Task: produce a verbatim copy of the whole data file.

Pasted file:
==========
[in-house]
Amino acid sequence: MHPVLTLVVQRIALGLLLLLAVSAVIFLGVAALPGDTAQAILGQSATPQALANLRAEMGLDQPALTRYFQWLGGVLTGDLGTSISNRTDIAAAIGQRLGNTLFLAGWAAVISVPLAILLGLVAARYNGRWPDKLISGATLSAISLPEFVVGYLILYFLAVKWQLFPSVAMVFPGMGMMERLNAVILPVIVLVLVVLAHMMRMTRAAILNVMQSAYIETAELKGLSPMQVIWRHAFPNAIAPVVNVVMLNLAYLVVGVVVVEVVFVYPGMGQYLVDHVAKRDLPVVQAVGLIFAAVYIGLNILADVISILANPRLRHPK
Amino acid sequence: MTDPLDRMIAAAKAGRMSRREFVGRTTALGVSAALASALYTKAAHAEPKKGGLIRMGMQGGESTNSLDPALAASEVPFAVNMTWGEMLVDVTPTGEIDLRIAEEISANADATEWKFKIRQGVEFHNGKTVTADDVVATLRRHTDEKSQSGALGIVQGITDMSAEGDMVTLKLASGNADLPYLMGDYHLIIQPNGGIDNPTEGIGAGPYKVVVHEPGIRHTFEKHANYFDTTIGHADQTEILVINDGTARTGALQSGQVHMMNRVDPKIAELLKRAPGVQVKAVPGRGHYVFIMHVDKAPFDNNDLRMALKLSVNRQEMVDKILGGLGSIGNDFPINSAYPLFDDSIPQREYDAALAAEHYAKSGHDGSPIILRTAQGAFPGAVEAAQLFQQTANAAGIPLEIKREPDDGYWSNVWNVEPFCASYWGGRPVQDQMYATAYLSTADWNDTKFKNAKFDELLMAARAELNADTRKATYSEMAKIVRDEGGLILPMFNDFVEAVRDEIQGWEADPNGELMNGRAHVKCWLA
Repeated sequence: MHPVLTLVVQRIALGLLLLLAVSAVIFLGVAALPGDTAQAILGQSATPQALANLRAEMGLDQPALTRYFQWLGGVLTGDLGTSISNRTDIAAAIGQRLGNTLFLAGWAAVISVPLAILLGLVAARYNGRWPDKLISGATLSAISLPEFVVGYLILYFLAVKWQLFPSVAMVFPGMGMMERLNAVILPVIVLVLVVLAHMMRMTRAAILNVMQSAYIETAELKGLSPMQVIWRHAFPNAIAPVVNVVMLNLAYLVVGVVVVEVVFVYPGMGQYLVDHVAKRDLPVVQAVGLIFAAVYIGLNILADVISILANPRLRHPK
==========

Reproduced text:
[in-house]
Amino acid sequence: MHPVLTLVVQRIALGLLLLLAVSAVIFLGVAALPGDTAQAILGQSATPQALANLRAEMGLDQPALTRYFQWLGGVLTGDLGTSISNRTDIAAAIGQRLGNTLFLAGWAAVISVPLAILLGLVAARYNGRWPDKLISGATLSAISLPEFVVGYLILYFLAVKWQLFPSVAMVFPGMGMMERLNAVILPVIVLVLVVLAHMMRMTRAAILNVMQSAYIETAELKGLSPMQVIWRHAFPNAIAPVVNVVMLNLAYLVVGVVVVEVVFVYPGMGQYLVDHVAKRDLPVVQAVGLIFAAVYIGLNILADVISILANPRLRHPK
Amino acid sequence: MTDPLDRMIAAAKAGRMSRREFVGRTTALGVSAALASALYTKAAHAEPKKGGLIRMGMQGGESTNSLDPALAASEVPFAVNMTWGEMLVDVTPTGEIDLRIAEEISANADATEWKFKIRQGVEFHNGKTVTADDVVATLRRHTDEKSQSGALGIVQGITDMSAEGDMVTLKLASGNADLPYLMGDYHLIIQPNGGIDNPTEGIGAGPYKVVVHEPGIRHTFEKHANYFDTTIGHADQTEILVINDGTARTGALQSGQVHMMNRVDPKIAELLKRAPGVQVKAVPGRGHYVFIMHVDKAPFDNNDLRMALKLSVNRQEMVDKILGGLGSIGNDFPINSAYPLFDDSIPQREYDAALAAEHYAKSGHDGSPIILRTAQGAFPGAVEAAQLFQQTANAAGIPLEIKREPDDGYWSNVWNVEPFCASYWGGRPVQDQMYATAYLSTADWNDTKFKNAKFDELLMAARAELNADTRKATYSEMAKIVRDEGGLILPMFNDFVEAVRDEIQGWEADPNGELMNGRAHVKCWLA
Repeated sequence: MHPVLTLVVQRIALGLLLLLAVSAVIFLGVAALPGDTAQAILGQSATPQALANLRAEMGLDQPALTRYFQWLGGVLTGDLGTSISNRTDIAAAIGQRLGNTLFLAGWAAVISVPLAILLGLVAARYNGRWPDKLISGATLSAISLPEFVVGYLILYFLAVKWQLFPSVAMVFPGMGMMERLNAVILPVIVLVLVVLAHMMRMTRAAILNVMQSAYIETAELKGLSPMQVIWRHAFPNAIAPVVNVVMLNLAYLVVGVVVVEVVFVYPGMGQYLVDHVAKRDLPVVQAVGLIFAAVYIGLNILADVISILANPRLRHPK